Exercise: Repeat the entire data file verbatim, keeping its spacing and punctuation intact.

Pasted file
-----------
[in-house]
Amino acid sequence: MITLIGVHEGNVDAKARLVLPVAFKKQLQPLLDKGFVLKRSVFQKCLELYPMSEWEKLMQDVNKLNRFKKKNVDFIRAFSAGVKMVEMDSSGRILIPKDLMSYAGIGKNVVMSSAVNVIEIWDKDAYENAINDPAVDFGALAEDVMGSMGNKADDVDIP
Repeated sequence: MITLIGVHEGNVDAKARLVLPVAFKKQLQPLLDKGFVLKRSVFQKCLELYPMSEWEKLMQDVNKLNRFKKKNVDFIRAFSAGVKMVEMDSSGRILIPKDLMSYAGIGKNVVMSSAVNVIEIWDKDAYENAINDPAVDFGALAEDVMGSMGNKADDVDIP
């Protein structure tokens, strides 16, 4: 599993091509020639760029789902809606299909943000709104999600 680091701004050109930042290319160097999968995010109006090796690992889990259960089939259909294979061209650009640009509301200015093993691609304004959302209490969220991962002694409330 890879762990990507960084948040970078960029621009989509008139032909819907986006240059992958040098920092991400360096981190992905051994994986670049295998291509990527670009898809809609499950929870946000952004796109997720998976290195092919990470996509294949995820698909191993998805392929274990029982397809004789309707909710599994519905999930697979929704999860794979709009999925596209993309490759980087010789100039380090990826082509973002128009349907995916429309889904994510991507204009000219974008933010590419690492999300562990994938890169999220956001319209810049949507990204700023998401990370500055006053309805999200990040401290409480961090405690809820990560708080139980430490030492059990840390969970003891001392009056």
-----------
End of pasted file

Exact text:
[in-house]
Amino acid sequence: MITLIGVHEGNVDAKARLVLPVAFKKQLQPLLDKGFVLKRSVFQKCLELYPMSEWEKLMQDVNKLNRFKKKNVDFIRAFSAGVKMVEMDSSGRILIPKDLMSYAGIGKNVVMSSAVNVIEIWDKDAYENAINDPAVDFGALAEDVMGSMGNKADDVDIP
Repeated sequence: MITLIGVHEGNVDAKARLVLPVAFKKQLQPLLDKGFVLKRSVFQKCLELYPMSEWEKLMQDVNKLNRFKKKNVDFIRAFSAGVKMVEMDSSGRILIPKDLMSYAGIGKNVVMSSAVNVIEIWDKDAYENAINDPAVDFGALAEDVMGSMGNKADDVDIP
């Protein structure tokens, strides 16, 4: 599993091509020639760029789902809606299909943000709104999600 680091701004050109930042290319160097999968995010109006090796690992889990259960089939259909294979061209650009640009509301200015093993691609304004959302209490969220991962002694409330 890879762990990507960084948040970078960029621009989509008139032909819907986006240059992958040098920092991400360096981190992905051994994986670049295998291509990527670009898809809609499950929870946000952004796109997720998976290195092919990470996509294949995820698909191993998805392929274990029982397809004789309707909710599994519905999930697979929704999860794979709009999925596209993309490759980087010789100039380090990826082509973002128009349907995916429309889904994510991507204009000219974008933010590419690492999300562990994938890169999220956001319209810049949507990204700023998401990370500055006053309805999200990040401290409480961090405690809820990560708080139980430490030492059990840390969970003891001392009056």